When in 2012 US State department removed the name of Mujahedin-e-Khalq Organization (MKO) from its list of foreign terrorist organizations critics correctly criticized the USA foreign policy’s double standards towards terrorism. Many critics considered the decision as a way to clear legal barriers in the way of overtly arming and funding the terrorists in pursuing a proxy war with Iran.
Mujahedin Khalq prolonged a decade long lobbying efforts and invested a great amount of money to get their organization removed from the Black List of FTOs. Vividly crossing the US anti Terrorism Laws, a large number of members of Congress, former White House officials and army generals supported their bid in exchange for large sums of money.
In fact the material support law under which several people with far less alleged crimes got severe punishments didn’t turned out to include over three dozen top U.S. officials who were the most vocal proponents of the War on Terror.
Tony Cartalucci analyzes the US dignitaries’ support of a Terrorist organization with the American blood on their hand as “a combination of theater and formalities to preserve in the eyes of stakeholders in the West’s international order, a semblance of “rule of law. That is to portray MKO’s American lobbyists as merely financially motivated to obfuscate the true nature of their duplicity as well as their true motives- [to use the group as an armed proxy against Iran]. He says considering the US funding of MKO, it is not believable that they are taking this money and sending it right back to America to lobby for their delisting.
Indeed the United States covert support of the MKO terrorist group has been ongoing long before even under the Bush administration as Seymour Hersh exposed in its 2008 article “Preparing the Battlefield” that “the US had already begun arming and financing them to wage war inside Iran”.
While hypocrisy in confronting terrorism fails to be a new subject the more disturbing point is when some ordinary people are considered criminal for far less affiliation to terrorist group.
There are more than enough proofs to prove ;the latest of which may be the Mirmehdi brothers who detained on allegations that they were affiliated with the MKO terrorist organization; though the men argued they were not members of MKO or any other terrorist group and had just attended a rally organized by NCR.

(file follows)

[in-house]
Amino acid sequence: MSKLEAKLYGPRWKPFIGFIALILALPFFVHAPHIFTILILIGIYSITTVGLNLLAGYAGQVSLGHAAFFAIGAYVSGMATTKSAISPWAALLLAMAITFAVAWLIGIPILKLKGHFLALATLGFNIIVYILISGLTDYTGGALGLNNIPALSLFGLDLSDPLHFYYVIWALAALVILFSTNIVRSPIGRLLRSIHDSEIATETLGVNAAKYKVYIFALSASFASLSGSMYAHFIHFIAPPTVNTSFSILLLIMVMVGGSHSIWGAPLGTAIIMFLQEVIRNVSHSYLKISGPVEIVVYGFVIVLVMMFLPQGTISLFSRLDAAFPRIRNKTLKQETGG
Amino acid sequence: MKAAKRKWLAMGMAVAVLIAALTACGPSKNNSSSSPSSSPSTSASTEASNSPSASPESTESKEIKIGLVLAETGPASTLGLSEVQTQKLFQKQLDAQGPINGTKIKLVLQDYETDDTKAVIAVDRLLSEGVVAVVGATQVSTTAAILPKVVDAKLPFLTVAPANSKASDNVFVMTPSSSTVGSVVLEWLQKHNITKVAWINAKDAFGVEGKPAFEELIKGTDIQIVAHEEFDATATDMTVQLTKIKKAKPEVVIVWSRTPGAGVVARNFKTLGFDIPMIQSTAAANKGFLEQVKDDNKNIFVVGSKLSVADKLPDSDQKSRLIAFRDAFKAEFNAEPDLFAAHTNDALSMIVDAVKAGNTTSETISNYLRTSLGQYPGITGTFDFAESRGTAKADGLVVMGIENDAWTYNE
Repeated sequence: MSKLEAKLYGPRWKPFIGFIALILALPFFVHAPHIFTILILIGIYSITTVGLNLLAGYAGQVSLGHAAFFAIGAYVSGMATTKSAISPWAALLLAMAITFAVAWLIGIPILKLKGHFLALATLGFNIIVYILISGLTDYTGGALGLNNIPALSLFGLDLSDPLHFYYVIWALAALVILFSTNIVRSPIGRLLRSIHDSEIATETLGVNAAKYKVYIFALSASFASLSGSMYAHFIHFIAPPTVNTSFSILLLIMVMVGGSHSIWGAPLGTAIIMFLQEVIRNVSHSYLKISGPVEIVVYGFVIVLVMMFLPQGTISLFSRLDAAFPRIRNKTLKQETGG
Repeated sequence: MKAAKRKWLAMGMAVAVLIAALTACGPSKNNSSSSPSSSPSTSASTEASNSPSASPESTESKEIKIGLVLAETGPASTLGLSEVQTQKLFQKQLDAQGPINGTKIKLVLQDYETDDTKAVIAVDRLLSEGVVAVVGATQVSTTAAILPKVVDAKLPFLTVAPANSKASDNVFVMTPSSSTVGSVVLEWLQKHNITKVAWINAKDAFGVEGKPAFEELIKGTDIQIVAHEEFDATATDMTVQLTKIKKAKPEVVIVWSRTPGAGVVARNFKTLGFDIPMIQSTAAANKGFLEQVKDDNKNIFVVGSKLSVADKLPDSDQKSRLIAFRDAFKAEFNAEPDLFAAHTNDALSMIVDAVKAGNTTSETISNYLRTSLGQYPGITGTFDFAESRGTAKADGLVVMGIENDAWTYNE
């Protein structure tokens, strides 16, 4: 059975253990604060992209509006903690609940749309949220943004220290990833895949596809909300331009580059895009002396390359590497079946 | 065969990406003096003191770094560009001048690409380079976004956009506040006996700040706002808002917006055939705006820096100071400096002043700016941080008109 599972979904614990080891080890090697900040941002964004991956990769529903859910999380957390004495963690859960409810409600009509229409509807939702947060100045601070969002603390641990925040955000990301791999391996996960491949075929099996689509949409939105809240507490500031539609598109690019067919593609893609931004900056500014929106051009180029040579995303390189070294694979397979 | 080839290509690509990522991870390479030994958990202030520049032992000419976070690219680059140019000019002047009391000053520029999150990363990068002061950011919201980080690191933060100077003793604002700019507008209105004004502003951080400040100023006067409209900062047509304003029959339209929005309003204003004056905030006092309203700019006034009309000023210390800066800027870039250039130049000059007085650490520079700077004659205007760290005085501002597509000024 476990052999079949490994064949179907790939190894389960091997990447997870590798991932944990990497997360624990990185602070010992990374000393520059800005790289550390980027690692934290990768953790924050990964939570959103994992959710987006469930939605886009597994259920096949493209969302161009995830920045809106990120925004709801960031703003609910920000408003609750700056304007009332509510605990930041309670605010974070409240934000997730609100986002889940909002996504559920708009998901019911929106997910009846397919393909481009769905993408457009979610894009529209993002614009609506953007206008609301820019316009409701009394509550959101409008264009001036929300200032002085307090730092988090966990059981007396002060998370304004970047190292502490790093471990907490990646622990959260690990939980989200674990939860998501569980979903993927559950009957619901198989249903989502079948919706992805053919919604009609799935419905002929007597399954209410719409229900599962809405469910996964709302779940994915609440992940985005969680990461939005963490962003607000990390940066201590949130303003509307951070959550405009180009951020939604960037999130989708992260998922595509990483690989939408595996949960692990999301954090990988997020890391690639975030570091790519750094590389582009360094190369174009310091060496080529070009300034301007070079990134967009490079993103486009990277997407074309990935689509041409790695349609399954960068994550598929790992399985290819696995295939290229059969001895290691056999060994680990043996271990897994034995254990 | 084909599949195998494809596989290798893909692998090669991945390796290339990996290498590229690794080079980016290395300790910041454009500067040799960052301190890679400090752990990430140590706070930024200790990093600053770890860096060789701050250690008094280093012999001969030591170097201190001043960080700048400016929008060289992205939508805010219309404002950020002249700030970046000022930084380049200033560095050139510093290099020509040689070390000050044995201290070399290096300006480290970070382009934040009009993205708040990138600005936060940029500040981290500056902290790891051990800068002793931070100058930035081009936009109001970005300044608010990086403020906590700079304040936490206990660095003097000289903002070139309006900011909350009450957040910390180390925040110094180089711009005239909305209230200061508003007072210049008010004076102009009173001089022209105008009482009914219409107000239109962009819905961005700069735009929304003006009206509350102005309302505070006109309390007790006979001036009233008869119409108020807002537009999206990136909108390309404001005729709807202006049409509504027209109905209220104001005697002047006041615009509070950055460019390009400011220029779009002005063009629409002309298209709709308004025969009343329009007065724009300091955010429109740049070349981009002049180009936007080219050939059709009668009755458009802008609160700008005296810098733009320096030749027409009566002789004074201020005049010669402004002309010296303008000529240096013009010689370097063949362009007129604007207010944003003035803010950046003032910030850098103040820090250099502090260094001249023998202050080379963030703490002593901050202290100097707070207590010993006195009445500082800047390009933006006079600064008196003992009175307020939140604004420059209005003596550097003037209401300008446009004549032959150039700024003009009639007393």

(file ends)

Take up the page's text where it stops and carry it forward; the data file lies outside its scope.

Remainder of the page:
To name another case; Morteza Assadi , a 49-year-old real estate agent in northern Virginia whose green card application has been on hold for more than a decade just because in the early 1980s as a teenager he distributed fliers for Mujahedin-e Khalq in Tehran. Assadi said he was never an active member or contributor to its activities and that the group was removed from the list of terrorist organizations in 2012.
As the Obama administration has eased the rules for would-be asylum-seekers and refugees who gave "limited" support to terrorists or terrorist groups, now Assadi is hopeful that the U.S. government will look at his teenage activities as "limited."
The Department of Homeland Security and the State Department are tasked to determine with deciding which terrorists will be benefit from “limited material support”.
However, considering the double standards within the US policy makes the execution of the rule more complicated than it seems to be.
That is the hypocrisy reaches its heights when we see that the rule hasn’t applied to none of the Camp Liberty residents while some high ranking members can freely commute within the US. Although the US repeatedly declared concerns over the safety of TTL residents and appointed a longtime Kerry adviser as the senior advisor for Mujahedin-e Khalq resettlement trying to convince EU states to accept MKO members, yet the US itself hasn’t accepted any of the residents. In March hearing of Capital Hill, Rep. Dana Rohrabacher proposed a bill co-sponsored with 59 lawmakers to grant asylum to the MKO members in the United States but the administration officials privately suggest that Rohrabacher’s bill, and any other efforts to grant asylum to the MEK in the United States, face nearly insurmountable odds.
Despite America’s attempt at window dressing the FTO list, putting some groups on it and removing others is just a political play based on the interests of the US politicians; and even not the people of the United States.
MKO members especially Camp Liberty residents are just a plaything for the US play with the group leaders.
 Cartalucci,Tony & Ziabari, Kourosh, US “Delisting” of Terror Network: Washington overtly supports the Mujahedin-e-Khalq Organization (MKO), Global Research, October 07, 2012
 Hersh, Seymour, Preparing the Battlefield, Newyorker, July7, 2008
 Gazzar, Brenda , San Fernando Valley-based Iranian brothers turn to international tribunals over U.S. detentions, Los Angeles Daily News, April22,2014
Newsmax Wires,Obama Easing Immigration Rule for Terrorist Supporters, February 9, 2014
 Wilkie, Christina, John Kerry Gets Pressed To Grant Asylum To Former Terrorist Group Mojahedin, The Huffington Post, March 14